I haven’t the smallest intention of doing anything of the kind. To begin with, I dined there on Monday, and once a week is quite enough to dine with one’s own relations. In the second place, whenever I do dine there I am always treated as a member of the family, and sent down with either no woman at all, or two. In the third place, I know perfectly well whom she will place me next to, to-night. She will place me next Mary Farquhar, who always flirts with her own husband across the dinner-table. That is not very pleasant. Indeed, it is not even decent . . . and that sort of thing is enormously on the increase. The amount of women in London who flirt with their own husbands is perfectly scandalous. It looks so bad. It is simply washing one’s clean linen in public. Besides, now that I know you to be a confirmed Bunburyist I naturally want to talk to you about Bunburying. I want to tell you the rules.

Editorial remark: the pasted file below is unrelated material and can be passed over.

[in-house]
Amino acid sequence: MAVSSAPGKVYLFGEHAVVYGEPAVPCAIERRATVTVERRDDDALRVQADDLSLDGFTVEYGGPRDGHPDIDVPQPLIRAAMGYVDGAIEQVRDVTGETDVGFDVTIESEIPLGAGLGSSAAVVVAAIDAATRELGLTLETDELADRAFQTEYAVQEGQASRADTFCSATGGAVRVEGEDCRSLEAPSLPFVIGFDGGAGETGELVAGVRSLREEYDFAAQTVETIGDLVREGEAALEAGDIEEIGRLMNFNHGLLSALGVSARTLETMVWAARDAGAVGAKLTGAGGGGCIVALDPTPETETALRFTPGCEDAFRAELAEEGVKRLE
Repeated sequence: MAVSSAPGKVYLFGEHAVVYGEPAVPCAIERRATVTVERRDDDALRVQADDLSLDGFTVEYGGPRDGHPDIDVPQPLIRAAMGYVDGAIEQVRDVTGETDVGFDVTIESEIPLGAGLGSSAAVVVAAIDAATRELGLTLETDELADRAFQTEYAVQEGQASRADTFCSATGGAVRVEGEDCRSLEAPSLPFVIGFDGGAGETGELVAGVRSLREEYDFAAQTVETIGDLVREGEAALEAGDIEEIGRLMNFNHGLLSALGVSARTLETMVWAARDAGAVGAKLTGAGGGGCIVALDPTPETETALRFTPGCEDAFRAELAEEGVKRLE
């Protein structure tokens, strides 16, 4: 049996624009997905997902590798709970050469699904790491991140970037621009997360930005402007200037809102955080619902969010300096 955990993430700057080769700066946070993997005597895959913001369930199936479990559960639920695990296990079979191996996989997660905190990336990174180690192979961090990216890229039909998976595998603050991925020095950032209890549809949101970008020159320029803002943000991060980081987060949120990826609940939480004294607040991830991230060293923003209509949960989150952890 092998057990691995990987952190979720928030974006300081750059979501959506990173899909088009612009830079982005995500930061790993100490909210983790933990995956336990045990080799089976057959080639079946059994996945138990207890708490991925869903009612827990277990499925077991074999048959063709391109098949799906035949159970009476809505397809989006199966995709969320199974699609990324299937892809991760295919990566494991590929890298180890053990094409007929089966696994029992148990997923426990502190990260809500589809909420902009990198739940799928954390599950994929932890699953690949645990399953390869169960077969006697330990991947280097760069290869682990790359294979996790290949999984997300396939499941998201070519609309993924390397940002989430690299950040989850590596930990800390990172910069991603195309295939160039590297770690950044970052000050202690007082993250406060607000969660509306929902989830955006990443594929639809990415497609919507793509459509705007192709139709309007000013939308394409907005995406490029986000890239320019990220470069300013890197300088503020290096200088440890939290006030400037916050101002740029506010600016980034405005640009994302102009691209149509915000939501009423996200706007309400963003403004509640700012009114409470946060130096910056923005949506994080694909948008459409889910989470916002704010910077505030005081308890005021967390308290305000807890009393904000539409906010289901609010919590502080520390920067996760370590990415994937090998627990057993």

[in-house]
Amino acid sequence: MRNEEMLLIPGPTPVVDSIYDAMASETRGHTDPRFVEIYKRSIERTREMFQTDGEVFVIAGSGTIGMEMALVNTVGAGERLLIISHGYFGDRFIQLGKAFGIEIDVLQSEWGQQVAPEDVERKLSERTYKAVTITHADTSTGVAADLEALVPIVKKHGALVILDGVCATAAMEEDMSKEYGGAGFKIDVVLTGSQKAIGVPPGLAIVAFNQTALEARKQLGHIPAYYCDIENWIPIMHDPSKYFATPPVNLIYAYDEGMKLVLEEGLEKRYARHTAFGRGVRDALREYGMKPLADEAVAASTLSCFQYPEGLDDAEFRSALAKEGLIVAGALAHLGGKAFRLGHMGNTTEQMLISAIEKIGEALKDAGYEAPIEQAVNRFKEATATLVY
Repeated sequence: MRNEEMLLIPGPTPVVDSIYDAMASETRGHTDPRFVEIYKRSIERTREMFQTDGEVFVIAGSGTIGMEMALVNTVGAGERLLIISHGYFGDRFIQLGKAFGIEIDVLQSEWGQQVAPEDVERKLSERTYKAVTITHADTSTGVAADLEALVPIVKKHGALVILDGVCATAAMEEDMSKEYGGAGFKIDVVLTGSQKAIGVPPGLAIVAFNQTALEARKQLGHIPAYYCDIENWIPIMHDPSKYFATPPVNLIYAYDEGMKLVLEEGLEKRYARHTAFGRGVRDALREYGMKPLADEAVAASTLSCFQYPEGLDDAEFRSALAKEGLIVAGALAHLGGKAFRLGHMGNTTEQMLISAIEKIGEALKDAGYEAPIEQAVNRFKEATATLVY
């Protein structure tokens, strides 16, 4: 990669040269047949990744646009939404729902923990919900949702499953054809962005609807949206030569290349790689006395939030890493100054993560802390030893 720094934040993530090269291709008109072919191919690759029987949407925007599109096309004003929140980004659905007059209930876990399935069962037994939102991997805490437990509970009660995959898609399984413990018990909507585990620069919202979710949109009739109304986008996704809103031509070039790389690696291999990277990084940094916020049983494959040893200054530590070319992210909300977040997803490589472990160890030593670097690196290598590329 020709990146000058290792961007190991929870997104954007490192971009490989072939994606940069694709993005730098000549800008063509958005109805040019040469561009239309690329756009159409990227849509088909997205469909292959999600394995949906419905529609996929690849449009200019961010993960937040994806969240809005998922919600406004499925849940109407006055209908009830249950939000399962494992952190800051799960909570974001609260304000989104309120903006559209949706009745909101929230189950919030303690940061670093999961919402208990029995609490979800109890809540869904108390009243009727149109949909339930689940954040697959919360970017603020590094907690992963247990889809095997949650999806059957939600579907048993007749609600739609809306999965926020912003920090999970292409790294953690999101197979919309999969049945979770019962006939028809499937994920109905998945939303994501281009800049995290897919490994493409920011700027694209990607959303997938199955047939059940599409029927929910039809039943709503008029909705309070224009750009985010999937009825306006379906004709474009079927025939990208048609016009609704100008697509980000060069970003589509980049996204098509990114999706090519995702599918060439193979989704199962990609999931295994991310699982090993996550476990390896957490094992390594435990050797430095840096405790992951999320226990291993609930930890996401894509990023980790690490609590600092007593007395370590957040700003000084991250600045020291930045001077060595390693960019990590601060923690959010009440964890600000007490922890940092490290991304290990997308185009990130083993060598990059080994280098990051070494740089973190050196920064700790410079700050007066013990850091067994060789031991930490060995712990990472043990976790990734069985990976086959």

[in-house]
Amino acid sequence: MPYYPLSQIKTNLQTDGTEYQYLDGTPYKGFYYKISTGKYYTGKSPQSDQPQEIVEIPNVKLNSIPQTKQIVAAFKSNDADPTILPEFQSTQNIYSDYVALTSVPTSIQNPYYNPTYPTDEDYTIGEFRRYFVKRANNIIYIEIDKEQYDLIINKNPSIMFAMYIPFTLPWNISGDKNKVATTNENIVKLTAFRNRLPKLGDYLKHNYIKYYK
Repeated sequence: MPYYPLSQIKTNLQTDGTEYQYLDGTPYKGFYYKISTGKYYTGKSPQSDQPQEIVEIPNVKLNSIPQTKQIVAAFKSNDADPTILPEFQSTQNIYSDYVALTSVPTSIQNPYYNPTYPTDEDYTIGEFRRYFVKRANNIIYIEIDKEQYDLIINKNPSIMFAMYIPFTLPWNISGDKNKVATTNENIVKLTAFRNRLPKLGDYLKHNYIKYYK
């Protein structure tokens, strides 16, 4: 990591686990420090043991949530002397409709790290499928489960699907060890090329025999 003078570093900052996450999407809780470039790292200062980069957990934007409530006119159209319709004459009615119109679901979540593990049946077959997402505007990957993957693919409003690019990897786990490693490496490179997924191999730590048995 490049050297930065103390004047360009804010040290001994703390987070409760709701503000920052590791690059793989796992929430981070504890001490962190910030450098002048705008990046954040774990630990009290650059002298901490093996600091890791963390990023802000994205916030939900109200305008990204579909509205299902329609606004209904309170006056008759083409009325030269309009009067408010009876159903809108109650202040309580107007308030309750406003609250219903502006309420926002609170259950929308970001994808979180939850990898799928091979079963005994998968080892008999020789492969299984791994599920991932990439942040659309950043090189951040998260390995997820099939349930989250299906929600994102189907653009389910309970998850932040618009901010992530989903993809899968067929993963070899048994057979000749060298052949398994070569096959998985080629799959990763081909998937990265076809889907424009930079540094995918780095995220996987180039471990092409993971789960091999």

Jack.
I’m not a Bunburyist at all. If Gwendolen accepts me, I am going to kill my brother, indeed I think I’ll kill him in any case. Cecily is a little too much interested in him. It is rather a bore. So I am going to get rid of Ernest. And I strongly advise you to do the same with Mr. . . . with your invalid friend who has the absurd name.

Algernon.
Nothing will induce me to part with Bunbury, and if you ever get married, which seems to me extremely problematic, you will be very glad to know Bunbury. A man who marries without knowing Bunbury has a very tedious time of it.

Jack.